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Publication Detail
Disturbing stability of interface by adopting phase-change temperature gradient to reduce ice adhesion strength
  • Publication Type:
    Journal article
  • Publication Sub Type:
  • Authors:
    Chen T, Jin J, Qi Y, Tian W, Cong Q, Choy KL
  • Publication date:
  • Pagination:
    69, 75
  • Journal:
    Cold Regions Science and Technology
  • Volume:
  • Status:
  • Print ISSN:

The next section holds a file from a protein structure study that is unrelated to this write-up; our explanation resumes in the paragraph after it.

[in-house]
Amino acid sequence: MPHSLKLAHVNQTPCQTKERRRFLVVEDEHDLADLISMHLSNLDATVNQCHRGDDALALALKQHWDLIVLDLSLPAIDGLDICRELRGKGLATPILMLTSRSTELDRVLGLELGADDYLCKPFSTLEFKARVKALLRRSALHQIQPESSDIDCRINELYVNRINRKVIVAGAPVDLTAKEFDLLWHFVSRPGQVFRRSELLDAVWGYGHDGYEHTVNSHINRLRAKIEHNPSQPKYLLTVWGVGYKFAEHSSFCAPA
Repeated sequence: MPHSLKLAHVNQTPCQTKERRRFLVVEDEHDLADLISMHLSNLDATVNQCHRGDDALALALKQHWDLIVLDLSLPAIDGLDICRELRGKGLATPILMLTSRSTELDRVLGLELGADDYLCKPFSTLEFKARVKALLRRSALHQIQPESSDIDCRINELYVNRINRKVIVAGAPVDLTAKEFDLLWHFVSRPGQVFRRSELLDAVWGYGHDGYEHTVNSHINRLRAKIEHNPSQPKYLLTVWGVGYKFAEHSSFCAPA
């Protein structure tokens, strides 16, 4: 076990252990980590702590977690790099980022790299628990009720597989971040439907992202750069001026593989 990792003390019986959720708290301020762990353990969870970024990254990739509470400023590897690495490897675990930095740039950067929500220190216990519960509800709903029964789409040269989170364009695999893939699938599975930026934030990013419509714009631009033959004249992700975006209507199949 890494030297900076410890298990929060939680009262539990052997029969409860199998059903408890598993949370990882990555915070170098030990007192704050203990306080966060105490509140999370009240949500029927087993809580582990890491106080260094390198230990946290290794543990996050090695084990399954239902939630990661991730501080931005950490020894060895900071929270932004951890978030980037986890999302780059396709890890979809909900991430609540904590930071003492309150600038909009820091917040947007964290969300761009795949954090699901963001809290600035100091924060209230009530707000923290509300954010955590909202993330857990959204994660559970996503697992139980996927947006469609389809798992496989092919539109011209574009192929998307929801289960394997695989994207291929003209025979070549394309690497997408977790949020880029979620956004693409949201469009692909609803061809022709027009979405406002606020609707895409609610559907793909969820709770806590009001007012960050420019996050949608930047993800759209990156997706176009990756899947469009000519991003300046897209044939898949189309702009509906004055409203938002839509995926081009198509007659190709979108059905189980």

© 2018 Elsevier B.V. The study proposes a novel de-icing model that established a phase-change temperature gradient on an interface to alter the contact stability between the substrate surface and the ice cover. During the experiment, pits of the same size were machined on the surface of aluminum alloy and polymethyl methacrylate, which are both regarded as the experimental materials, and ethanol solutions with different freezing points were filled in the pits. The ice adhesion strength on each substrate was repeatedly measured under different conditions. The results show that the ice adhesion strength on a sample with a phase-change temperature gradient was significantly reduced when compared to the ice adhesion strength on a smooth sample. That meant that the proposed de-icing model had the excellent de-icing capability. Owing to the rigid constraints of the pit boundaries and different mass concentrations of the ethanol solutions, an ethanol solution filling in the pits at different positions had an intermittent impact on the elastic interface between the ice and substrate. This deformed the interface, and the accumulated ice was always subjected to an upward impingement load, which affected the contact stability of the interface and causing the accumulated ice to separate from the sample surface. The energy released from the solution at low temperature could be used to enhance the active de-icing of various components, and to advance the development of new de-icing methods and materials.
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